o        In determining whether a prima facie case has been made, the inquiry is whether "the initial facts described by the plaintiff, if not otherwise explained, give rise to the McDonnell Douglas inference of discrimination."

o        If a defendant puts forth evidence of a legitimate, nondiscriminatory motive, the court "ordinarily" should avoid the issue of whether the plaintiff brought forth a prima facie case.  Instead, the Court should determine whether the defendant has shown that no jury could find for the plaintiff under "any" of the "evidentiary routes--McDonnell Douglas, mixed motive, 'direct' evidence, or some combination thereof."

o       "[E]vidence of pretext should in almost every case indicate to the court that a motion for summary judgment must be denied" regardless of conflicting Supreme Court precedent stating that the evidence must indicate that the pretext was pretext for discrimination in order to survive summary judgment.   See Bennett, 92 A.D.3d at 45.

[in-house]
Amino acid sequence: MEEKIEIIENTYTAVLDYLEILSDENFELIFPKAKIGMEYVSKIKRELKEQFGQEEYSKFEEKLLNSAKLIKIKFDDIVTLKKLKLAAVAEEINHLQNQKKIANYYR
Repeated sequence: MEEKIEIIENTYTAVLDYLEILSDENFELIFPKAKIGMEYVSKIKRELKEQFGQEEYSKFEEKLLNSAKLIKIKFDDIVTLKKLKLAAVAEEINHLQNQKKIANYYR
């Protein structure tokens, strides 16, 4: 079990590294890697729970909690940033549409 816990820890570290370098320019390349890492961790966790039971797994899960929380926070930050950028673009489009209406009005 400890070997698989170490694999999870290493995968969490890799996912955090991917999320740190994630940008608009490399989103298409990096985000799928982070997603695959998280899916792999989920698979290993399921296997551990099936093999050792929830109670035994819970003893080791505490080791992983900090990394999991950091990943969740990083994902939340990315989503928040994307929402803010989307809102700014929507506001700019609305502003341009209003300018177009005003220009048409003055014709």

·              ·         Retaliation claims under the NYCHRL are not limited to material changes in terms and conditions of employment.  See Williams, 61 A.D.3d at 70-71.

·              ·         The continuing violations doctrine applies to discreet acts of discrimination.  Id. at 72-73.

    ·         The "severe and pervasive" test does not apply to sexual harassment claims brought under the NYCHRL except in considering damages.  Id. at 73-81.

The second bill, Intro 818-A, would permit the City's Commission on Human Rights (the "Commission") to award attorney's fees and costs to complainants in cases brought before the Commission.  The bill does not permit the Commission to award fees to a prevailing respondent.  Currently, the NYCHRL permits courts to award attorney's fees and costs to a prevailing party only in civil actions. 

Intro 818-A directs the Commission and courts to consider "the hourly rate charged by attorneys of similar skill and experience litigating similar cases in New York county" when factoring an hourly rate into an attorney's fee award.  It also permits the Commission and courts to award expert's fees.